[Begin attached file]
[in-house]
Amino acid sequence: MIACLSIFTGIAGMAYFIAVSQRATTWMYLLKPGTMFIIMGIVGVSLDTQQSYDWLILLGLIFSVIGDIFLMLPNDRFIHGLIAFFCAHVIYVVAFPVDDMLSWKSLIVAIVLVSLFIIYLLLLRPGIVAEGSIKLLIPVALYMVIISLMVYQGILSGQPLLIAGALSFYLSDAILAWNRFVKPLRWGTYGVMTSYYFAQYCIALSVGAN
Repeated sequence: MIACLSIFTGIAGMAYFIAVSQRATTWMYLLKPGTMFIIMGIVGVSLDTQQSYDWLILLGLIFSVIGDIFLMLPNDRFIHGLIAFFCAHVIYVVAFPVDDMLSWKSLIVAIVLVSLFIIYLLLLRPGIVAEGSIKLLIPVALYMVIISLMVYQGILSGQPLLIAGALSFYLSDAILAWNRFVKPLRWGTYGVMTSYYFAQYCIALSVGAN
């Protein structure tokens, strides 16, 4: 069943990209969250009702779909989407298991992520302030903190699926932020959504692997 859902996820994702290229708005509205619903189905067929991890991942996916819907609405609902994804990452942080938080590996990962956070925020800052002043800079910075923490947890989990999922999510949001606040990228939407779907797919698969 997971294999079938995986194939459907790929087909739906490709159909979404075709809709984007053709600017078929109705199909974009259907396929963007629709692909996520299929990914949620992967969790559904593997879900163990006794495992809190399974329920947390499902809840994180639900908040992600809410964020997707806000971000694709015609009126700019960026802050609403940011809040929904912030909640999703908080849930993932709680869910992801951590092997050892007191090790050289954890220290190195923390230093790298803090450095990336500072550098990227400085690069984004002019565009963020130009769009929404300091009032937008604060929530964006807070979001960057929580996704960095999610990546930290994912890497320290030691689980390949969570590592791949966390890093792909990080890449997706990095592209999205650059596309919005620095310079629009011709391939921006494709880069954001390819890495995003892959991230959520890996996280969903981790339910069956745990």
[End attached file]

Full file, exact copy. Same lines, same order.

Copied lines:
[in-house]
Amino acid sequence: MIACLSIFTGIAGMAYFIAVSQRATTWMYLLKPGTMFIIMGIVGVSLDTQQSYDWLILLGLIFSVIGDIFLMLPNDRFIHGLIAFFCAHVIYVVAFPVDDMLSWKSLIVAIVLVSLFIIYLLLLRPGIVAEGSIKLLIPVALYMVIISLMVYQGILSGQPLLIAGALSFYLSDAILAWNRFVKPLRWGTYGVMTSYYFAQYCIALSVGAN
Repeated sequence: MIACLSIFTGIAGMAYFIAVSQRATTWMYLLKPGTMFIIMGIVGVSLDTQQSYDWLILLGLIFSVIGDIFLMLPNDRFIHGLIAFFCAHVIYVVAFPVDDMLSWKSLIVAIVLVSLFIIYLLLLRPGIVAEGSIKLLIPVALYMVIISLMVYQGILSGQPLLIAGALSFYLSDAILAWNRFVKPLRWGTYGVMTSYYFAQYCIALSVGAN
């Protein structure tokens, strides 16, 4: 069943990209969250009702779909989407298991992520302030903190699926932020959504692997 859902996820994702290229708005509205619903189905067929991890991942996916819907609405609902994804990452942080938080590996990962956070925020800052002043800079910075923490947890989990999922999510949001606040990228939407779907797919698969 997971294999079938995986194939459907790929087909739906490709159909979404075709809709984007053709600017078929109705199909974009259907396929963007629709692909996520299929990914949620992967969790559904593997879900163990006794495992809190399974329920947390499902809840994180639900908040992600809410964020997707806000971000694709015609009126700019960026802050609403940011809040929904912030909640999703908080849930993932709680869910992801951590092997050892007191090790050289954890220290190195923390230093790298803090450095990336500072550098990227400085690069984004002019565009963020130009769009929404300091009032937008604060929530964006807070979001960057929580996704960095999610990546930290994912890497320290030691689980390949969570590592791949966390890093792909990080890449997706990095592209999205650059596309919005620095310079629009011709391939921006494709880069954001390819890495995003892959991230959520890996996280969903981790339910069956745990």